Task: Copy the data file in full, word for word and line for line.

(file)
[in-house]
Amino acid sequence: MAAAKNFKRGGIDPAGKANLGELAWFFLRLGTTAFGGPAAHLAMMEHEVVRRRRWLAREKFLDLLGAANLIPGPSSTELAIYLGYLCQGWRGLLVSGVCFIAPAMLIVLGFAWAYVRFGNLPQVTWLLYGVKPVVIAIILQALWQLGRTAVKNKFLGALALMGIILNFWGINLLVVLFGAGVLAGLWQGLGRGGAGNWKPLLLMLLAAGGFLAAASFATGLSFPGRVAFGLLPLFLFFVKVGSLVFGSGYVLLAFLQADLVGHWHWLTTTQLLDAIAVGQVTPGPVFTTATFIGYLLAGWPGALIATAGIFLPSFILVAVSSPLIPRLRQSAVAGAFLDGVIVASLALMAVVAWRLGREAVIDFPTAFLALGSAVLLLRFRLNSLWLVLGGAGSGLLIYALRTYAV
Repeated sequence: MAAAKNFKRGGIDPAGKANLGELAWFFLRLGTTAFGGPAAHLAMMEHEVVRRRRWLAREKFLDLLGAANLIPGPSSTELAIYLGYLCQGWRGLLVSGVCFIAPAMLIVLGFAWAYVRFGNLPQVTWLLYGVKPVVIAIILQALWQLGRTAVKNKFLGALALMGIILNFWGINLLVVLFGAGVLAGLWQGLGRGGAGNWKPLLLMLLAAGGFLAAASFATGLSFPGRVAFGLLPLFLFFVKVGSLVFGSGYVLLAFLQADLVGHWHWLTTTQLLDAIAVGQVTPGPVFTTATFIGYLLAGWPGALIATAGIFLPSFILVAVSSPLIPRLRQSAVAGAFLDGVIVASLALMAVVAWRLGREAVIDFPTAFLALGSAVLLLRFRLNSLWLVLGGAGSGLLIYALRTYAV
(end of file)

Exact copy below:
[in-house]
Amino acid sequence: MAAAKNFKRGGIDPAGKANLGELAWFFLRLGTTAFGGPAAHLAMMEHEVVRRRRWLAREKFLDLLGAANLIPGPSSTELAIYLGYLCQGWRGLLVSGVCFIAPAMLIVLGFAWAYVRFGNLPQVTWLLYGVKPVVIAIILQALWQLGRTAVKNKFLGALALMGIILNFWGINLLVVLFGAGVLAGLWQGLGRGGAGNWKPLLLMLLAAGGFLAAASFATGLSFPGRVAFGLLPLFLFFVKVGSLVFGSGYVLLAFLQADLVGHWHWLTTTQLLDAIAVGQVTPGPVFTTATFIGYLLAGWPGALIATAGIFLPSFILVAVSSPLIPRLRQSAVAGAFLDGVIVASLALMAVVAWRLGREAVIDFPTAFLALGSAVLLLRFRLNSLWLVLGGAGSGLLIYALRTYAV
Repeated sequence: MAAAKNFKRGGIDPAGKANLGELAWFFLRLGTTAFGGPAAHLAMMEHEVVRRRRWLAREKFLDLLGAANLIPGPSSTELAIYLGYLCQGWRGLLVSGVCFIAPAMLIVLGFAWAYVRFGNLPQVTWLLYGVKPVVIAIILQALWQLGRTAVKNKFLGALALMGIILNFWGINLLVVLFGAGVLAGLWQGLGRGGAGNWKPLLLMLLAAGGFLAAASFATGLSFPGRVAFGLLPLFLFFVKVGSLVFGSGYVLLAFLQADLVGHWHWLTTTQLLDAIAVGQVTPGPVFTTATFIGYLLAGWPGALIATAGIFLPSFILVAVSSPLIPRLRQSAVAGAFLDGVIVASLALMAVVAWRLGREAVIDFPTAFLALGSAVLLLRFRLNSLWLVLGGAGSGLLIYALRTYAV